Hebrews 4:13 points us to another crucial application of God’s omniscience: “And no creature is hidden from his sight, but all are naked and exposed to the eyes of him to whom we must give account.” Because God is with us at all times and knows all things, we are “naked and exposed” before Him. Although we are able to conceal a vast number of things from one another, not a single act, word, or thought escapes Him. He sees all. He knows all. In fact, He knows each sin that we have already forgotten, while simultaneously knowing each one we have yet to commit. Pink was right to exclaim, “How solemn is this fact: nothing can be concealed from God!”[2]

For those who reject God, this is their yet lingering doom. Standing before the throne of judgment, every sin we will be recounted, and absolute justice will be demanded. As Ecclesiastes 12:14 says, “God will bring every deed into judgment, with every secret thing, whether good or evil.” Nothing can be hidden from Him. Nothing will be forgotten.

But for God’s people, His omniscience is a source of unspeakable joy. Although our sins are more numerous than we presently realize, the LORD knows each one and still chose to rescue us from them. Upon the cross, Jesus paid for all of our sins once for all, absorbing entirely the wrath of God that was due against us. And He did so, while beholding the full sum of our treason against Him. He saw with utmost clarity our wretchedness and still died in our place.

Tozer captures the beauty of this good news well:

And to us who have fled for refuge to lay hold upon the hope that is set before us in the gospel, how unutterably sweet is the knowledge that our Heavenly Father knows us completely. No talebearer can inform on us, no enemy can make an accusation stick; no forgotten skeleton can come tumbling out of some hidden closet to abash us and expose our past; no unsuspected weakness in our characters can come to light to turn God away from us, since He knew us utterly before we knew Him and called us to Himself in the full knowledge of everything that was against us.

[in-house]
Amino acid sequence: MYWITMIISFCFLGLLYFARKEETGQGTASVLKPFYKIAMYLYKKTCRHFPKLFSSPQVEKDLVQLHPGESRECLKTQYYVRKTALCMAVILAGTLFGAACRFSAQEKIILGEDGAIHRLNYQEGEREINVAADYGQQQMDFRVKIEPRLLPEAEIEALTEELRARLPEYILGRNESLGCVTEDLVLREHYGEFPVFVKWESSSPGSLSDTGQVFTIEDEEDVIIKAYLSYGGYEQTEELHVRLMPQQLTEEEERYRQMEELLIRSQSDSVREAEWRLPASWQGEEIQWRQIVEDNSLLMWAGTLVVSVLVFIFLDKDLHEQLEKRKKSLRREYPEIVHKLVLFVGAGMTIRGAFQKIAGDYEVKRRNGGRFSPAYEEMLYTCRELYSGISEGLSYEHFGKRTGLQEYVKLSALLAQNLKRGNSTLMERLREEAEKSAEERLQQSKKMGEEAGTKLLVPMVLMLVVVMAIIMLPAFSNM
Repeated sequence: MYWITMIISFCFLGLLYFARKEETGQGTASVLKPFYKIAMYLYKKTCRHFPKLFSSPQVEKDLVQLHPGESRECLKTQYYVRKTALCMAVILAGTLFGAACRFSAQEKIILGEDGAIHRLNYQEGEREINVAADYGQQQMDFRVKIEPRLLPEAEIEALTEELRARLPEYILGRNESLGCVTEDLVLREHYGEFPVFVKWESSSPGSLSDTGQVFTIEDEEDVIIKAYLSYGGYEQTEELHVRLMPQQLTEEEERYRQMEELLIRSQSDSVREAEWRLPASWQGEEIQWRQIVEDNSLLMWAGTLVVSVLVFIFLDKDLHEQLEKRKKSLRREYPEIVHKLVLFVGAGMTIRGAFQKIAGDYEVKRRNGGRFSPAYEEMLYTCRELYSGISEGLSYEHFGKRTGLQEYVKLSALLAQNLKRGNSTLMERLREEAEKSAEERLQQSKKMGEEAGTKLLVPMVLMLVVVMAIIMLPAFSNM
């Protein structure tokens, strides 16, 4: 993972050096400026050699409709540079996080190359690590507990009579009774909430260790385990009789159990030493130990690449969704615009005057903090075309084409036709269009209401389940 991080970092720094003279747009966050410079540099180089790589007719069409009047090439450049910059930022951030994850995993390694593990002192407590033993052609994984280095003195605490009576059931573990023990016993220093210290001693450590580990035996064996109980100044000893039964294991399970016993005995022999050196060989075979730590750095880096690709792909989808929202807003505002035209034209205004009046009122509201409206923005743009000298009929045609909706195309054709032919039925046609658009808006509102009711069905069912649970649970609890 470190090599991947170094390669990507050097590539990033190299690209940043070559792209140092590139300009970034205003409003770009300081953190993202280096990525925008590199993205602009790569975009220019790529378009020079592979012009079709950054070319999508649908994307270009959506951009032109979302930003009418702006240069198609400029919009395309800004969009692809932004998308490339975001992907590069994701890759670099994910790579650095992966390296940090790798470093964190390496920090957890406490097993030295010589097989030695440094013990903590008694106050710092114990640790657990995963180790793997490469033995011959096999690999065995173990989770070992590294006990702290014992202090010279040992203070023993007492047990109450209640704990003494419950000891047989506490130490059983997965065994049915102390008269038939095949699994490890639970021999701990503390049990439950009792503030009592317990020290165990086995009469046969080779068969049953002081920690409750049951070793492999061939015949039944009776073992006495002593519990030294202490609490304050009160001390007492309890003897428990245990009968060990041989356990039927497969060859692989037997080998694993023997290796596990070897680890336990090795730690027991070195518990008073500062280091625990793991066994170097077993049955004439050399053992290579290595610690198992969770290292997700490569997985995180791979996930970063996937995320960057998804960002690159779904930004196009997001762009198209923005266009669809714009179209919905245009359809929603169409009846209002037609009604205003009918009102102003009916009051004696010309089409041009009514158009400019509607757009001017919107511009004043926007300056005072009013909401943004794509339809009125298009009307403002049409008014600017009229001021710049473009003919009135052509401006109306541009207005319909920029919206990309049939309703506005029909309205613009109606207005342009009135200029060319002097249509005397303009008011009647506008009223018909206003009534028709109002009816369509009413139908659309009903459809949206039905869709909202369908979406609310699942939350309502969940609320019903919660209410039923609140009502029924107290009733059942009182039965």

David, the man of God who committed the heinous sins of adultery and murder, understood the beauty of being known fully by God. Rather than attempting to squirm away from God’s omniscient sight, David asked God for a better vision of himself, praying, “Search me, O God, and know my heart! Try me and know my thoughts! And see if there be any grievous way in me, and lead me in the way everlasting” (Psalm 139:23-24)! David knew that even the bones that the LORD breaks rejoice at His tender and loving hand in the end.

To be known by God is our highest privilege. The deepest folly of man is to flee from the eye of God. Hiding from God is as foolish as it is futile. There is no adequate hiding place. We can call for the mountains to fall upon us and the hills to cover us. But the eye of God can see through mountains and penetrate the cloak of hills. There is only one adequate cloak for our shame—the righteousness of Christ. Our nakedness and shame are covered by a shield that no guilt can pierce. Our lives are hid in him. He is our refuge. He who knows the fugitive’s crime gives the fugitive a hiding place.[3]

[1] John Calvin, Institutes of the Christian Religion: Calvin’s Own ‘Essentials’ Edition, 2.

[2] A. W. Pink, The Attributes of God, 17.

[3] R. C. Sproul, Enjoying God, 87.